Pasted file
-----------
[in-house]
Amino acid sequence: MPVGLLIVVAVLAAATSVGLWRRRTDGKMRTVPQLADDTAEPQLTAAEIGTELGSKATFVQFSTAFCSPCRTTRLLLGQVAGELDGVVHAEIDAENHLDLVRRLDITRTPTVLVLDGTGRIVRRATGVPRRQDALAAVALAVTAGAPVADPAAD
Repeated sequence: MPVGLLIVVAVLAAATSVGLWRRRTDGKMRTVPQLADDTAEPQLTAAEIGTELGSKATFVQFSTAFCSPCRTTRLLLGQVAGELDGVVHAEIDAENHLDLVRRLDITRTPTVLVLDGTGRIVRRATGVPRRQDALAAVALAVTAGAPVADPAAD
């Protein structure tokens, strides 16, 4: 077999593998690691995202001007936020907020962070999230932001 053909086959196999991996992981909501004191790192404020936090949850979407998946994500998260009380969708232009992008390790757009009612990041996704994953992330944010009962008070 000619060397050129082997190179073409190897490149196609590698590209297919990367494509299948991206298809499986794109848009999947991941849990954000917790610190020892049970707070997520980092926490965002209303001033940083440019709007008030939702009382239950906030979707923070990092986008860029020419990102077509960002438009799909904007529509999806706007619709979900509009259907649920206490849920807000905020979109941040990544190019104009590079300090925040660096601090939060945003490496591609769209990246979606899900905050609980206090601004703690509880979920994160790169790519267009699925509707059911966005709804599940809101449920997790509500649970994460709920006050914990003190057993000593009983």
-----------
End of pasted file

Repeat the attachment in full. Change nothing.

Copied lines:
[in-house]
Amino acid sequence: MPVGLLIVVAVLAAATSVGLWRRRTDGKMRTVPQLADDTAEPQLTAAEIGTELGSKATFVQFSTAFCSPCRTTRLLLGQVAGELDGVVHAEIDAENHLDLVRRLDITRTPTVLVLDGTGRIVRRATGVPRRQDALAAVALAVTAGAPVADPAAD
Repeated sequence: MPVGLLIVVAVLAAATSVGLWRRRTDGKMRTVPQLADDTAEPQLTAAEIGTELGSKATFVQFSTAFCSPCRTTRLLLGQVAGELDGVVHAEIDAENHLDLVRRLDITRTPTVLVLDGTGRIVRRATGVPRRQDALAAVALAVTAGAPVADPAAD
């Protein structure tokens, strides 16, 4: 077999593998690691995202001007936020907020962070999230932001 053909086959196999991996992981909501004191790192404020936090949850979407998946994500998260009380969708232009992008390790757009009612990041996704994953992330944010009962008070 000619060397050129082997190179073409190897490149196609590698590209297919990367494509299948991206298809499986794109848009999947991941849990954000917790610190020892049970707070997520980092926490965002209303001033940083440019709007008030939702009382239950906030979707923070990092986008860029020419990102077509960002438009799909904007529509999806706007619709979900509009259907649920206490849920807000905020979109941040990544190019104009590079300090925040660096601090939060945003490496591609769209990246979606899900905050609980206090601004703690509880979920994160790169790519267009699925509707059911966005709804599940809101449920997790509500649970994460709920006050914990003190057993000593009983």